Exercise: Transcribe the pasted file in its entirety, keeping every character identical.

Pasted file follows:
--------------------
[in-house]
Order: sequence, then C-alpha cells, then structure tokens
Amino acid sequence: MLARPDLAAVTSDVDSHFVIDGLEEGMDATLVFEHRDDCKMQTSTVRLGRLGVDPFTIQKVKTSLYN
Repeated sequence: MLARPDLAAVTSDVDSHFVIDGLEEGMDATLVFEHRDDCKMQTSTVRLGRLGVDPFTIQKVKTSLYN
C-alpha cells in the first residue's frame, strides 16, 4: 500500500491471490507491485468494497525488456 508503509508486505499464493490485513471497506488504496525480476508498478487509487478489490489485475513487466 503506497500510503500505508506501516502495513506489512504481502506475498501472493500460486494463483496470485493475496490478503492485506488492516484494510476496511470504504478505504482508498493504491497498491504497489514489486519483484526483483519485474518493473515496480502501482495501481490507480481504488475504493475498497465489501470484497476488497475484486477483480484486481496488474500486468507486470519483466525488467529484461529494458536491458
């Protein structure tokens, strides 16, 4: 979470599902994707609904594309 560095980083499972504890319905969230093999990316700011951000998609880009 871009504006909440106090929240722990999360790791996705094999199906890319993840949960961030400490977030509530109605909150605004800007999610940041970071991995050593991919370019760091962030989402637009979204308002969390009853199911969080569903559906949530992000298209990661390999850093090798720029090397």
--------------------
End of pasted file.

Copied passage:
[in-house]
Order: sequence, then C-alpha cells, then structure tokens
Amino acid sequence: MLARPDLAAVTSDVDSHFVIDGLEEGMDATLVFEHRDDCKMQTSTVRLGRLGVDPFTIQKVKTSLYN
Repeated sequence: MLARPDLAAVTSDVDSHFVIDGLEEGMDATLVFEHRDDCKMQTSTVRLGRLGVDPFTIQKVKTSLYN
C-alpha cells in the first residue's frame, strides 16, 4: 500500500491471490507491485468494497525488456 508503509508486505499464493490485513471497506488504496525480476508498478487509487478489490489485475513487466 503506497500510503500505508506501516502495513506489512504481502506475498501472493500460486494463483496470485493475496490478503492485506488492516484494510476496511470504504478505504482508498493504491497498491504497489514489486519483484526483483519485474518493473515496480502501482495501481490507480481504488475504493475498497465489501470484497476488497475484486477483480484486481496488474500486468507486470519483466525488467529484461529494458536491458
């Protein structure tokens, strides 16, 4: 979470599902994707609904594309 560095980083499972504890319905969230093999990316700011951000998609880009 871009504006909440106090929240722990999360790791996705094999199906890319993840949960961030400490977030509530109605909150605004800007999610940041970071991995050593991919370019760091962030989402637009979204308002969390009853199911969080569903559906949530992000298209990661390999850093090798720029090397």